How to Identify Lenox Patterns

By Jennifer Eblin

With hundreds of different patterns, many of them unnamed, identifying your Lenox dinnerware isn’t always an easy task. Lenox made pieces in small numbers for individuals and companies, and as these patterns were only made in limited numbers, they did not always bear the Lenox name. Even if the name of the company doesn’t appear on your piece, it’s still possible to find out whether or not the piece is made by Lenox by deciphering the Lenox code, a combination of letters and numbers.

Step 1

Check the back of the piece for the Lenox name, and then check the edges if you can’t find a name on the back. Lenox placed their logo on either spot, depending on the piece and the pattern. If you also see a "Made in the USA" stamp, it indicates that the piece was made after 1930.

Step 2

Look for the Lenox stamp, which shows an uppercase “L” inside a wreath. The company used this stamp until 1988, in combination with the Lenox name. You might discover that the Lenox name is missing, but if it still has the logo, it’s an authentic piece.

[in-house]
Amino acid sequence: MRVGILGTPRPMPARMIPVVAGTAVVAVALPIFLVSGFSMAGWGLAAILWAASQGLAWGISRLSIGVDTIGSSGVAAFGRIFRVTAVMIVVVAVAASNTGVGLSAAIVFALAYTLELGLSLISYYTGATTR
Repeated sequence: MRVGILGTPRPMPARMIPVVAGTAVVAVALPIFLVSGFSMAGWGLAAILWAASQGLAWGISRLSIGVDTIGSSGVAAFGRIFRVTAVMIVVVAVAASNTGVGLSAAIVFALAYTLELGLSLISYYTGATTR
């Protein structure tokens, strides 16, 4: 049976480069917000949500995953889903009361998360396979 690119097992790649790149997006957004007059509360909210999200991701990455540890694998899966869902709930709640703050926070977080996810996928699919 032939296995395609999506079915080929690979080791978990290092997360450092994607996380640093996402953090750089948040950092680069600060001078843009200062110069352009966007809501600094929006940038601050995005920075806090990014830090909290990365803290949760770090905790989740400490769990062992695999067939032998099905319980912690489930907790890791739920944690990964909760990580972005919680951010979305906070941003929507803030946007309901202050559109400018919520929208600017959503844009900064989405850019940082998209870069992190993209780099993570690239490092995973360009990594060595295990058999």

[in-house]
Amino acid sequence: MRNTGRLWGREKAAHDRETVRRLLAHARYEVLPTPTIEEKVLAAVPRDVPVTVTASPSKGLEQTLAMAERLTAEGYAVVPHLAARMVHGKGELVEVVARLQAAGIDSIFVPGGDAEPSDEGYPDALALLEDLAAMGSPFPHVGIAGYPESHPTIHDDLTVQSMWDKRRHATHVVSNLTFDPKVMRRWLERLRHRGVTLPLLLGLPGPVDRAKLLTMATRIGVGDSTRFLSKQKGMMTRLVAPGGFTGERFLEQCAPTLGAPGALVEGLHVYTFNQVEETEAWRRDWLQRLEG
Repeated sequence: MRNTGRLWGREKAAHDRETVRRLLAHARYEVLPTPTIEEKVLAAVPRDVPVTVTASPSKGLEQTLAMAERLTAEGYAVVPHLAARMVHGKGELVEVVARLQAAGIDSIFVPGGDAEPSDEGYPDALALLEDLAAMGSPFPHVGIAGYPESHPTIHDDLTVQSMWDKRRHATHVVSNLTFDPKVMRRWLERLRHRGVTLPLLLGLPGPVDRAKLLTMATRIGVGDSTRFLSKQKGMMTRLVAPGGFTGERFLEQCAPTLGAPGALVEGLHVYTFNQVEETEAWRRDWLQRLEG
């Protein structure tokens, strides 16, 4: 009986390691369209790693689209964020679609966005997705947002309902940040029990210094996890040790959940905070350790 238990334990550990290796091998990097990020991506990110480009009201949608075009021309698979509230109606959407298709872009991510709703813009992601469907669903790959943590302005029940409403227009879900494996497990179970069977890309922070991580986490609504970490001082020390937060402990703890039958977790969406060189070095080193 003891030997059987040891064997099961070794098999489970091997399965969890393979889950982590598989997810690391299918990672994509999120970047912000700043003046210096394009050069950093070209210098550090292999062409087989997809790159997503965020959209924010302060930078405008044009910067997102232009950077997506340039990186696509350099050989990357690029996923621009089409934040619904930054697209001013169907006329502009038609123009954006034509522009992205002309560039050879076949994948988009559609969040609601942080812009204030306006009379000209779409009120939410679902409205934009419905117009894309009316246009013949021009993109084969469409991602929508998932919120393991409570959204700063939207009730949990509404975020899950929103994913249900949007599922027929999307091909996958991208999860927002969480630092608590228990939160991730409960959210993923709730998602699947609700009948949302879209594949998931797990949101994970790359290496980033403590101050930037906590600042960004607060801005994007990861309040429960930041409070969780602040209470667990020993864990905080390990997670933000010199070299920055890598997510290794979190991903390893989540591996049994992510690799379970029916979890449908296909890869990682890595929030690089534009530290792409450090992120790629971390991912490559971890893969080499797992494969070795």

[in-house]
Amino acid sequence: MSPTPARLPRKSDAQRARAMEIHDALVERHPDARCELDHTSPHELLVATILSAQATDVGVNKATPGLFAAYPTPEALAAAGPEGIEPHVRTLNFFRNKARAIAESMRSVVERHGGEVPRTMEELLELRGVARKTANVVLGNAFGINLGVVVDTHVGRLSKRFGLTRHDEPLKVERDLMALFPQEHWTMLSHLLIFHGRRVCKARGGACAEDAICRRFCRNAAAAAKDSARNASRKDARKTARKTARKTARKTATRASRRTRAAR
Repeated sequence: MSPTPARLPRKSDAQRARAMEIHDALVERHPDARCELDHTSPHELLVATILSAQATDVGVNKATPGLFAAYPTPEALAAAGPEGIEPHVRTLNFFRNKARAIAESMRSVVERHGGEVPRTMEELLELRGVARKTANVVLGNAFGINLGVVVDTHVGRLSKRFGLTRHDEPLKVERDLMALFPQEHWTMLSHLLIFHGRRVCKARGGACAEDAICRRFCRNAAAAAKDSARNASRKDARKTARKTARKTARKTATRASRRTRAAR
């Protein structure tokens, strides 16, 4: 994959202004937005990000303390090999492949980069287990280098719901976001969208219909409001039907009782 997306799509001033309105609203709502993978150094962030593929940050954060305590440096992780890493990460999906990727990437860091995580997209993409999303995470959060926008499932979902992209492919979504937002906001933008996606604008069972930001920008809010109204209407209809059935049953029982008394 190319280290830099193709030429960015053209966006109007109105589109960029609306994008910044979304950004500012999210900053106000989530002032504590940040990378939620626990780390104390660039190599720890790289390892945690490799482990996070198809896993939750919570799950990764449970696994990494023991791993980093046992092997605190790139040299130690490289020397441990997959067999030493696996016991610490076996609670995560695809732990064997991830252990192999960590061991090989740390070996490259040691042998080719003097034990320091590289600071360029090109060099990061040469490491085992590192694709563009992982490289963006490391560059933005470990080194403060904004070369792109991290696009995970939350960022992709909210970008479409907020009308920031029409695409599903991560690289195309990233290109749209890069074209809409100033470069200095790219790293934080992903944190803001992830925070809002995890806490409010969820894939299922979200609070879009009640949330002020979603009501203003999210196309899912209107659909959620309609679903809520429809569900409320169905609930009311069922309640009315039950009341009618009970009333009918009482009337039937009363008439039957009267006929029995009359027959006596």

Step 3

Examine the piece closely, looking for a series of letters and numbers. The first set of numbers refers to the shape of the piece, followed by the pattern code. The pattern code is made up of a letter, a number, and, sometimes, another single letter. The first letter and number refer to the date of the piece.

Step 4

Compare the letter and number code to the information found on the Lenox website at www.lenox.com to determine when the piece was made. If the piece has a number of 299 or less, the piece was made before 1926. If the number is less than 500, it was made prior to 1950. Few Lenox pieces from 1942-1946 exist because the company helped with the war effort.

Step 5

Check to see if the code on your piece features an A, C, W or X followed by a number between 300-500. If this is the case, the pattern of your piece was created when Lenox changed to a new numbering and identification system. These patterns date from 1951 to 1957.

About the Author

Jennifer Eblin has been a full-time freelance writer since 2006. Her work has appeared on several websites, including Tool Box Tales and Zonder. Eblin received a master's degree in historic preservation from the Savannah College of Art and Design.